“These are steps that fundamentally undermine the Refugee Convention which acknowledges the need for people forced to migrate to travel across ‘safe counties’ or travel irregularly.”

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What Patel started, Braverman clearly wants to finish – using anti-immigrant rhetoric designed to persuade people to back her plans for an ever-increasing ‘hostile environment’ towards refugees and asylum seekers.  

“Her language is incredibly dangerous,” Beth Gardiner-Smith, CEO at Safe Passage, said in response to Braverman’s speech. “And it is particularly worrying to hear that from a Home Secretary just a day after the terrorist attack in Dover – totally irresponsible.”

The day before Braverman spoke of an “invasion”, a man threw petrol bombs attached to fireworks at a centre for processing migrants in Dover.

“Aside from the crumbling of our country’s respect for international human rights, Braverman’s incendiary remarks only serve to heighten tensions from the far-right,” Calvey added.

Both Braverman and Patel have used ‘othering’ language when speaking about asylum seekers and refugees – language that makes these people seem like a threat; something to fear. In this process, it degrades them. But such rhetoric can also lead the public to believe that people crossing the Channel are scroungers and criminals who should be kept out of the UK, criminalised for even attempting to come here.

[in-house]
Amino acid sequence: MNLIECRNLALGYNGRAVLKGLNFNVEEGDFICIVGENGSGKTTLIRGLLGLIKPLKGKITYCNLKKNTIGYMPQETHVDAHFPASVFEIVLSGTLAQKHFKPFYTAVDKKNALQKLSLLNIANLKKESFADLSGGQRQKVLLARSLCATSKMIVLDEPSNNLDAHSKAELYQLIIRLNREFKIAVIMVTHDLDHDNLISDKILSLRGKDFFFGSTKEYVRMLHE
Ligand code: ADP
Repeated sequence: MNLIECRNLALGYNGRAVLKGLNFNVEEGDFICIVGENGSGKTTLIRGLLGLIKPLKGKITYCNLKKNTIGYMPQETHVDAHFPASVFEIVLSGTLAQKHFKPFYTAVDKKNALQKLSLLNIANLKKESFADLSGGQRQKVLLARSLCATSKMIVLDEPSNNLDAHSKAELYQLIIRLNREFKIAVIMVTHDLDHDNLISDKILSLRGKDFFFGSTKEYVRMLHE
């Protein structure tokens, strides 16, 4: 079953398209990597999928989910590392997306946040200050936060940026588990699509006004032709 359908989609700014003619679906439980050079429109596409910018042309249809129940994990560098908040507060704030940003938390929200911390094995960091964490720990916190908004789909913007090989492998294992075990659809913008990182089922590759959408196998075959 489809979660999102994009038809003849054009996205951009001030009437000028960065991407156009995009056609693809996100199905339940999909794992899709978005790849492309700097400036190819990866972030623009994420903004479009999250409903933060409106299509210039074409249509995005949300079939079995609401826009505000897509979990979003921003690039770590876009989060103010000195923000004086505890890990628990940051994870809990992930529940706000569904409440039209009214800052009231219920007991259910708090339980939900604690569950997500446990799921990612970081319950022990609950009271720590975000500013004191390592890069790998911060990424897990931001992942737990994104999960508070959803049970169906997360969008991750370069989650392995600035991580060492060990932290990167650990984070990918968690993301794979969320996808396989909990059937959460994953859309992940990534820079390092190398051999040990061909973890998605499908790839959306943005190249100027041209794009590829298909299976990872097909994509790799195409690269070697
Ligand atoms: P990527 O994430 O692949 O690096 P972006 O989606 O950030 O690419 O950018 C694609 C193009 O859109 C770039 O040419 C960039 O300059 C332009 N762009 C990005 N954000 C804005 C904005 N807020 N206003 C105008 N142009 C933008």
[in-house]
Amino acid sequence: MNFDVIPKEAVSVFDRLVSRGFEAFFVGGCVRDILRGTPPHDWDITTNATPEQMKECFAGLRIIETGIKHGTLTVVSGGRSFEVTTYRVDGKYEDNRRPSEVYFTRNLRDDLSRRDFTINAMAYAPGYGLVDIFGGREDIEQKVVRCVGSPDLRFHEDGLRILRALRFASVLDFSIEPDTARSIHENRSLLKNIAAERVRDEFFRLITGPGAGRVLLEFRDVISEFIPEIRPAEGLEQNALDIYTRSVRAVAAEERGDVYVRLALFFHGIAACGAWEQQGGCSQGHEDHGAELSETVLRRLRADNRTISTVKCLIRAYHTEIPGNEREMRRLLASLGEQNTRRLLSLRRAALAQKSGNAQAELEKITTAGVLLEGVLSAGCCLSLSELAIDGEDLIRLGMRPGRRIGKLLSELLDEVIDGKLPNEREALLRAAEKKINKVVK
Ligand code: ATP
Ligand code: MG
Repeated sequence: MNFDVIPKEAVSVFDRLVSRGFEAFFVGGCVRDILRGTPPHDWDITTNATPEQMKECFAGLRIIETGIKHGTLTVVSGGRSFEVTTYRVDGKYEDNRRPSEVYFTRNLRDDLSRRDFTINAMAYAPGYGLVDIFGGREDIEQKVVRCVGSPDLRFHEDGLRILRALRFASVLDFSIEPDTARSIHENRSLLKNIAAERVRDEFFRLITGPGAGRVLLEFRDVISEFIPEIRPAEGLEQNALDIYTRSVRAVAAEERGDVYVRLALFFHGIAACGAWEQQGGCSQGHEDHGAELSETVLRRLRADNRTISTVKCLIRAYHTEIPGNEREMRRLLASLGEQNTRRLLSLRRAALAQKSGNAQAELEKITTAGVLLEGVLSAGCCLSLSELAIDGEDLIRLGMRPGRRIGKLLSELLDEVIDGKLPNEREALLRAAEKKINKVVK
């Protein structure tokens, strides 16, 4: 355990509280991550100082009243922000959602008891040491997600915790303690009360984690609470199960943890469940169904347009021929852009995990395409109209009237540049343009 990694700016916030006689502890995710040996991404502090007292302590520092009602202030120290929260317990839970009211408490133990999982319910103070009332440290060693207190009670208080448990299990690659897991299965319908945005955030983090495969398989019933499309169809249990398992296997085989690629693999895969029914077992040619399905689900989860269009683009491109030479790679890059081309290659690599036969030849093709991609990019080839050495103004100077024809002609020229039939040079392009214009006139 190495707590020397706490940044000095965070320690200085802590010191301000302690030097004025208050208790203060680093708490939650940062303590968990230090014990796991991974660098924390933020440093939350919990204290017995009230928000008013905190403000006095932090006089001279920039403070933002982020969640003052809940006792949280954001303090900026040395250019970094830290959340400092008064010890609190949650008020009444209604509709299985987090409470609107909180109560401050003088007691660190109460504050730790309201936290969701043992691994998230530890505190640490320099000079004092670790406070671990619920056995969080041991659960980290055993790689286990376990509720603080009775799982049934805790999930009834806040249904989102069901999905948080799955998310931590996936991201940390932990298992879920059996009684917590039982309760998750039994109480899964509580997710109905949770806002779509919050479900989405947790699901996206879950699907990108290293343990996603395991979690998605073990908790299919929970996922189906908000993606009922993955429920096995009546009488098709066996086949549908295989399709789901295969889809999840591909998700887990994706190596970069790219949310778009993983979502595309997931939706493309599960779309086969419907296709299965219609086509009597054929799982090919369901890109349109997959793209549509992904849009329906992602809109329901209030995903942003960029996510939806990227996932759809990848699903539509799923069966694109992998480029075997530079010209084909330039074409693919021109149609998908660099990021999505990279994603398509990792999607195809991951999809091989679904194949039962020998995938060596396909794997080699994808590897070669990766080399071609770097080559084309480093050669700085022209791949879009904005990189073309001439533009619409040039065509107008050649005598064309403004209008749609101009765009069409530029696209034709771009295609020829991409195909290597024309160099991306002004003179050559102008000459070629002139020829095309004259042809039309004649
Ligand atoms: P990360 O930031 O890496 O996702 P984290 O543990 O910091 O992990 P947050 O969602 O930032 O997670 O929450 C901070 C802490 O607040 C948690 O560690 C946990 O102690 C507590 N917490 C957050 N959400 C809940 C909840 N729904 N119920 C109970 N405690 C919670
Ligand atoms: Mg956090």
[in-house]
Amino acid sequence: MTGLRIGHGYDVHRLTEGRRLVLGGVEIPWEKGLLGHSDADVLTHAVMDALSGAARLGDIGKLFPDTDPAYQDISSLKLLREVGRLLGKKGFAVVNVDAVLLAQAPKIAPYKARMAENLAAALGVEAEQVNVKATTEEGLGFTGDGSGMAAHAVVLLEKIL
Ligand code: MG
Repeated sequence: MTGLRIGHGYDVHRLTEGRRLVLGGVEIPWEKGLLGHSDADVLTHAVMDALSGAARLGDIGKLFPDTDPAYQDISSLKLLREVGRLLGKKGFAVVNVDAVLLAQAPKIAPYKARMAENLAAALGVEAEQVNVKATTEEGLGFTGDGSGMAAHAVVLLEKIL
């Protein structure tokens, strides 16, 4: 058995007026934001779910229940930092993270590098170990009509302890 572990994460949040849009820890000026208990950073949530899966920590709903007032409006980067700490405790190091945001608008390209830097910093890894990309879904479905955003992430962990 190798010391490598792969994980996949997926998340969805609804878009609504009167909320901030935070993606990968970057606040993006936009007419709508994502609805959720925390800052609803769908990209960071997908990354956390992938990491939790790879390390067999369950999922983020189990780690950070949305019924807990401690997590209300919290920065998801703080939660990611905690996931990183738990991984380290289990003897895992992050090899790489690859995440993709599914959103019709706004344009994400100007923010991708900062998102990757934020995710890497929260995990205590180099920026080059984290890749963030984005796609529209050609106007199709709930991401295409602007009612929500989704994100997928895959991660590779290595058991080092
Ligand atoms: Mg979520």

“We know from the high number of positive asylum decisions that the vast majority of people entering the UK irregularly are refugees in need of protection,” said Calvey. “Even if they weren’t, our asylum system should determine that quickly, effectively and treat people well throughout.” 

Charities working with modern slavery and trafficking victims are worried how the Home Secretary’s rhetoric about refugees and asylum seekers will further harm victims who are attempting to come to the UK. Weeks ago, Braverman said that trafficking claims from “people gaming the system” were “derailing the UK’s policy on illegal immigration”.